Given that very few private colleges meet 100% of financial need, the cheapest option for most low-income students will be one of their state’s public universities. There will always be some low-income students that will have their full need met at private colleges, but they will be the exception. The majority will find themselves “gapped” and forced to consider private loans to make up the difference.
Join other parents in the Coffee Cup College Planning Facebook Group
You might be thinking that public universities on average meet a lower percentage of student need than private schools and you would be right. But the fact remains that public schools are significantly cheaper. For example, if a public school only meets 50% of need, the student is likely to still have to pay around $10,000. Private schools would have to meet approximately 80% of need for the student to pay the same amount.
Meeting 100% of Need
And the whole concept of “meeting need” can muddy the waters. On the Common Data Set (CDS), colleges report the average percentage of need met and the percentage of the students who have 100% of their need fully met. The later number can be quite low.
Take a look at NYU. According to BigFuture, NYU met 56% of need for undergraduates. This means that if all the undergraduates’ financial need amounted to a $1,000,000, the school provided $560,000 in aid. But that number doesn’t say anything about how the money is distributed among those with need. NYU reported that only 10% of undergraduates had their need fully met. And don’t go assuming that the students in 10% were the neediest. If you think about it, it’s a lot easier to meet 100% of need for students who only need $5,000 instead of $20,000.
Instead of focusing on “percentage of need met,” low-income students are probably better off just looking at the average net price for the lowest income category. Schools can’t use subsidized loans to lower the average net price. However, they are allowed to include them when calculating percentage of need met for the CDS.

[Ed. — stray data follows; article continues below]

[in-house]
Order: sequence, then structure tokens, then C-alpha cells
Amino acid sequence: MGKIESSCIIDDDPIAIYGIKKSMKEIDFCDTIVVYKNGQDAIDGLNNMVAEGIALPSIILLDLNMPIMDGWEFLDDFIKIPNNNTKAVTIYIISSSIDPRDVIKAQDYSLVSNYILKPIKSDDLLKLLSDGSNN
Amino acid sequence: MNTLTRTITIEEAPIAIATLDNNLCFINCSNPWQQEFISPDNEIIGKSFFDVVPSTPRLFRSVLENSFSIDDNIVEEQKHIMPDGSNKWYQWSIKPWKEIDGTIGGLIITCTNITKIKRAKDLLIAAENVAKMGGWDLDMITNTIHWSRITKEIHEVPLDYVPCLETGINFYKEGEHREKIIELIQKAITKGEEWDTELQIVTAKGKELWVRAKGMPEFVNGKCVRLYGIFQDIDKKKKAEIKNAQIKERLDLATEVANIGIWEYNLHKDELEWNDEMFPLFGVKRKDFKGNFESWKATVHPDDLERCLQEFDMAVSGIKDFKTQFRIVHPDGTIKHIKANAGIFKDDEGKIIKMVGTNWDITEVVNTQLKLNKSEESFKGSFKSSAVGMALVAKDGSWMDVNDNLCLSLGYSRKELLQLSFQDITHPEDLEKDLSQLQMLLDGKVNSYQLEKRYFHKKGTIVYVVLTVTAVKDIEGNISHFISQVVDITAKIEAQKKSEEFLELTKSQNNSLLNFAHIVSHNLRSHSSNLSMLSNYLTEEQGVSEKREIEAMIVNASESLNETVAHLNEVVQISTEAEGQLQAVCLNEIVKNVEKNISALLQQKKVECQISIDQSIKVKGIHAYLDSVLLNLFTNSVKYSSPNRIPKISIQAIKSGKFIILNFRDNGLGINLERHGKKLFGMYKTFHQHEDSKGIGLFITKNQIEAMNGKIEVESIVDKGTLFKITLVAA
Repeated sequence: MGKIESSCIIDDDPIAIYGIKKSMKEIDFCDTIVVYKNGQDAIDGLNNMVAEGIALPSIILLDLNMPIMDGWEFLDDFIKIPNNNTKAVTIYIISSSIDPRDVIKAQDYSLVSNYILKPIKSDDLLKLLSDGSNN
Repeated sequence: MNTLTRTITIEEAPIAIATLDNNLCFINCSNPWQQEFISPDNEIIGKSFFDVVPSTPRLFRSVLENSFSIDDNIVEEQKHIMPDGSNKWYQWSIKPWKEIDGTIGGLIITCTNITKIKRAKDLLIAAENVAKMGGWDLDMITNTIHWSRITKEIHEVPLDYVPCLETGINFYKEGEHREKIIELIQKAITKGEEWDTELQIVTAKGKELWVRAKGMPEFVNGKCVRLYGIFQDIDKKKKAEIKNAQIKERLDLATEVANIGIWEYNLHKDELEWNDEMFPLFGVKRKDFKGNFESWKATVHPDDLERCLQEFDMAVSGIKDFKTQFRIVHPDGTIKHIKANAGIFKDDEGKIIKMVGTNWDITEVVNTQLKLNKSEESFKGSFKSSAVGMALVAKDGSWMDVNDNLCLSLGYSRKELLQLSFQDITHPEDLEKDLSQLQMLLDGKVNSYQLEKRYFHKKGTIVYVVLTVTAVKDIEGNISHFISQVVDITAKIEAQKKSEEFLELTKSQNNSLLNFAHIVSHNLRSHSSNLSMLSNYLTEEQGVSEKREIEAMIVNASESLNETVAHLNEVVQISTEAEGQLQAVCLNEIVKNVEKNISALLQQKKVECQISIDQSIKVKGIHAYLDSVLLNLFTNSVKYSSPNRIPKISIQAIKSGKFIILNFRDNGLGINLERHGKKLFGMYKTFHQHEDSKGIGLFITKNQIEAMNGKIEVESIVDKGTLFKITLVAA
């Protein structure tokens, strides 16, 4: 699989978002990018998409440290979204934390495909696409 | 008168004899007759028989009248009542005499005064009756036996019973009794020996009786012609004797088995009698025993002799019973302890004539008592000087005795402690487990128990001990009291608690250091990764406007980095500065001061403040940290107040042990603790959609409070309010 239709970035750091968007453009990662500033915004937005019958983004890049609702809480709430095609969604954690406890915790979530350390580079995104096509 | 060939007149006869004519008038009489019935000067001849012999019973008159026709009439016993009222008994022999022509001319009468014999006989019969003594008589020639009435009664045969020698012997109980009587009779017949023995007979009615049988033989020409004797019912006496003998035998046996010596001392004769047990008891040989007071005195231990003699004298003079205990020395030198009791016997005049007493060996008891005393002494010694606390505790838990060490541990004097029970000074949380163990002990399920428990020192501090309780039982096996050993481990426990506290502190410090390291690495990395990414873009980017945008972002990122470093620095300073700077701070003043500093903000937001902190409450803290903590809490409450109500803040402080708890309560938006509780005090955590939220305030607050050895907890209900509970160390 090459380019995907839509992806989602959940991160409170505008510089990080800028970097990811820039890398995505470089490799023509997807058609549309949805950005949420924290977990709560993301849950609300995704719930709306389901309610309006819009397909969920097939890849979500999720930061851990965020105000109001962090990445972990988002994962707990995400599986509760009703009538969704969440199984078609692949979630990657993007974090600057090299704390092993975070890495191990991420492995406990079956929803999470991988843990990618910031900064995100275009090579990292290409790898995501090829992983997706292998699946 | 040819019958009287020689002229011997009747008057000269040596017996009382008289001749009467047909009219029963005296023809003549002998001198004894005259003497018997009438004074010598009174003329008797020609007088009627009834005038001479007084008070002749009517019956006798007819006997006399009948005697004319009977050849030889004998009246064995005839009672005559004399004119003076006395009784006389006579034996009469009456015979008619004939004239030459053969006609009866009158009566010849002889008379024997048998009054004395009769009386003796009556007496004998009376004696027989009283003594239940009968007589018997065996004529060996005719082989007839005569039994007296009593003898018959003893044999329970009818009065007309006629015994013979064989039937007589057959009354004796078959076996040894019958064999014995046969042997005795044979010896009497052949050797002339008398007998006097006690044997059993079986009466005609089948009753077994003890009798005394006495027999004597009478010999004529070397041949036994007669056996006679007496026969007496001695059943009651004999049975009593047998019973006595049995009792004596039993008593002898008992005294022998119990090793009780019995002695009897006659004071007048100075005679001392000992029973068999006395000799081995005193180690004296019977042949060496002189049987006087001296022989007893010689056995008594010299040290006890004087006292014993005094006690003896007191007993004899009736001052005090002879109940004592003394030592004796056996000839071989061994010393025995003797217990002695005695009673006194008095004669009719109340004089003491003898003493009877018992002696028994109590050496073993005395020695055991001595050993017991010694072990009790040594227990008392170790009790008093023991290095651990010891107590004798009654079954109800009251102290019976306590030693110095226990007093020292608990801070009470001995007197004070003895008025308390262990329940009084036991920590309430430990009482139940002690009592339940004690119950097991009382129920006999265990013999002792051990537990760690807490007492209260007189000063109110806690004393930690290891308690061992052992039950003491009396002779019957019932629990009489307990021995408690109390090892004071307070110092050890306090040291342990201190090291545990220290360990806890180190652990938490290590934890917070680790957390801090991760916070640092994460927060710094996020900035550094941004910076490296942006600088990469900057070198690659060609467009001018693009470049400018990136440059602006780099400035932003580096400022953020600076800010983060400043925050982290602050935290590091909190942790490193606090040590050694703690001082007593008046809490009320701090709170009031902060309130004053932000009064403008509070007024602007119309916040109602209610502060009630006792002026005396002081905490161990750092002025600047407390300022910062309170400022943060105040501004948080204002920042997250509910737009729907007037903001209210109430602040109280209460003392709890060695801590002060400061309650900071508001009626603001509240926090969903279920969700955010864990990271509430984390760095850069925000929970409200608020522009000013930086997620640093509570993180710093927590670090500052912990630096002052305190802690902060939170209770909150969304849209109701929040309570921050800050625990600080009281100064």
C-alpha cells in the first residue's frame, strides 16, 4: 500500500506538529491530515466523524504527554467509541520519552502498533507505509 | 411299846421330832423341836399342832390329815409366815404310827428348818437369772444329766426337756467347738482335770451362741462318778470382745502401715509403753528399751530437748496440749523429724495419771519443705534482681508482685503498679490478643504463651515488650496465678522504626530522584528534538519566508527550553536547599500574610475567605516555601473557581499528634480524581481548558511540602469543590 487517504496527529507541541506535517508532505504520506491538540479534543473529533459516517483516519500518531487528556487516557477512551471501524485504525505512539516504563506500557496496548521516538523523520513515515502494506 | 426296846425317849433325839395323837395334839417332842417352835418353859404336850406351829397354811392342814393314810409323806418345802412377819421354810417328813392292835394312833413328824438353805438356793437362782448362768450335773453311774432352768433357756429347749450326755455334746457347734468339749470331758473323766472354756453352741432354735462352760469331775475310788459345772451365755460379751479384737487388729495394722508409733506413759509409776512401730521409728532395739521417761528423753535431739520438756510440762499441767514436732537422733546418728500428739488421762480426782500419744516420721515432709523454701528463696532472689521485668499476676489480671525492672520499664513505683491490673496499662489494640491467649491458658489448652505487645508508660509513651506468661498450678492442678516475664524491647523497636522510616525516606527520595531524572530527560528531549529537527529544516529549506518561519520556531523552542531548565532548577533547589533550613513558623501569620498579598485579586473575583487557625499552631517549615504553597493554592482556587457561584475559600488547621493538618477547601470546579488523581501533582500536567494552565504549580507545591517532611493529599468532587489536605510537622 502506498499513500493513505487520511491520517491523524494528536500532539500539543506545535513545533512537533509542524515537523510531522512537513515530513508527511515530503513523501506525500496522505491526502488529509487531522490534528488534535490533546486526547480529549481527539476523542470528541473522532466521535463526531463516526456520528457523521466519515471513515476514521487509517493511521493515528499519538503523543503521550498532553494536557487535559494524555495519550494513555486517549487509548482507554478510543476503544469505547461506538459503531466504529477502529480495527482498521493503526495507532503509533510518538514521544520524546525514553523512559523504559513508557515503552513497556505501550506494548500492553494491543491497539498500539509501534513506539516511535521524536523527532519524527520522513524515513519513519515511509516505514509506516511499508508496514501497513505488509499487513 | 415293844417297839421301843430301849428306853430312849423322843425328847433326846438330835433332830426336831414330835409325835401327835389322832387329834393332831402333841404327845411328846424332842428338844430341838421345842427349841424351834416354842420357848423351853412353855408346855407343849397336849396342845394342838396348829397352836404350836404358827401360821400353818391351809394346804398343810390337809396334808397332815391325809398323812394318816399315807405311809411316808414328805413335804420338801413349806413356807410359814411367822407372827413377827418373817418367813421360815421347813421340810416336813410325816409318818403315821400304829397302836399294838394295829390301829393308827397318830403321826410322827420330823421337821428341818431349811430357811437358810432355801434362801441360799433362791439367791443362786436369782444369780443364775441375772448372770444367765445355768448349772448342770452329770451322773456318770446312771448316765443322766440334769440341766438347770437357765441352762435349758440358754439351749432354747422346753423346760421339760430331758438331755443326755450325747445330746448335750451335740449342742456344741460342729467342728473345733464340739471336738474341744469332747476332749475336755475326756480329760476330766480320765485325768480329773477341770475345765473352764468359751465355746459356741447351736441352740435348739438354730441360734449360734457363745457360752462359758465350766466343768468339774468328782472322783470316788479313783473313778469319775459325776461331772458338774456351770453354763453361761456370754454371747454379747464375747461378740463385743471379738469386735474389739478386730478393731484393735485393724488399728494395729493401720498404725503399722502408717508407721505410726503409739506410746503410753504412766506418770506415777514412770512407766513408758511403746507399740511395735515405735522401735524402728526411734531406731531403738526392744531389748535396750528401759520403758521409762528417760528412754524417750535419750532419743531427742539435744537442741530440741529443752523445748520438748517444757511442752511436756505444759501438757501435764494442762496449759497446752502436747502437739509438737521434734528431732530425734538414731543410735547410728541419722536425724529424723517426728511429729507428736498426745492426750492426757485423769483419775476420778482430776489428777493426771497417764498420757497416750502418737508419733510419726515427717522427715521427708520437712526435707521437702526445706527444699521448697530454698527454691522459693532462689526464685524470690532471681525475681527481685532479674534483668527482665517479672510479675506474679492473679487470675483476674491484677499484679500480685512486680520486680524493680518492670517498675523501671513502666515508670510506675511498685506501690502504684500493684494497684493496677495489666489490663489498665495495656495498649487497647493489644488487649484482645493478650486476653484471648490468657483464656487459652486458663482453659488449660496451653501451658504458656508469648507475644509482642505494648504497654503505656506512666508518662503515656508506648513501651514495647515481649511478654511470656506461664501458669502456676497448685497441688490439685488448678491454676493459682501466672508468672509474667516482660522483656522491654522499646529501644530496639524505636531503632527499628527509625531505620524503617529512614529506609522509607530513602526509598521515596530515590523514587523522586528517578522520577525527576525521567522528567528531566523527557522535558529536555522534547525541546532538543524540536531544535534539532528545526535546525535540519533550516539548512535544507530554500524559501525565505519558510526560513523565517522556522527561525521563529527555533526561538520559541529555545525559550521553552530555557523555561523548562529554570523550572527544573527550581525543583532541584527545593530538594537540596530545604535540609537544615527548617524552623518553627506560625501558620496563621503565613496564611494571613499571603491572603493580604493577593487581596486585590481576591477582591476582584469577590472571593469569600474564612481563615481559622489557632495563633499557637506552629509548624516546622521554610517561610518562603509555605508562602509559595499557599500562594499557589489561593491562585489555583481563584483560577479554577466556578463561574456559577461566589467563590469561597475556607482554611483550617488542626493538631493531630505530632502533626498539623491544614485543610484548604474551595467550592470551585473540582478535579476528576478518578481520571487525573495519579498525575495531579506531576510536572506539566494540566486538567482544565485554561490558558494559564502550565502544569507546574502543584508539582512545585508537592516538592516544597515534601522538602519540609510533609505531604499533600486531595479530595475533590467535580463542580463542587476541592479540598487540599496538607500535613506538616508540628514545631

Why You Need to Pay Attention to Average Net Price by Income
The Integrated Postsecondary Education Data System (IPEDS) reports average net price for students with family incomes of $30,00 or less. You would think that the average net price would be fairly low for this category. Yet among 66 colleges that claim to meet 100% of need, the average net price for this category ranged from a low of 0 (and 2 with negative numbers-yes, this is possible) to a high of $21,261. Approximately a third of the schools had averages over $10,000. According to IPEDS, New York University freshman with family incomes of $30,000 or less paid an average net price of $25,964.
See what I mean? Go with the average net price.
The table below lists public 50-50 colleges with an average net price of $10,000 or less for those with family incomes of $30,000 or less. Out of 185 public 50-50 colleges, only 58 made the list.
Furthermore, they represent only 22 states. Of course, not all states have public 50-50 colleges. The list below includes the public 50-50 college with the lowest average net price for the lowest income category even if it was over $10,000.
In some states, such as Wisconsin, Maryland, and Indiana, the lowest average net price wasn’t significantly different from the other public 50-50 colleges in the state. Other states had more dramatic differences. In Virginia, Massachusetts, and Pennsylvania, there was more than a $10,000 difference in the public university with the lowest average net price and the one with the highest average net price.
The following table lists the lowest cost 50-50 public institutions for 47 states. As usual, the 5-year graduation rate is used public schools. Red text indicates schools where the average net price for the lowest income category was over $10,000. All of this information is part of the DIY College Rankings Spreadsheet.
Lowest Cost 50-50 Public Colleges by State for Students with Family Income of $30,000 or Less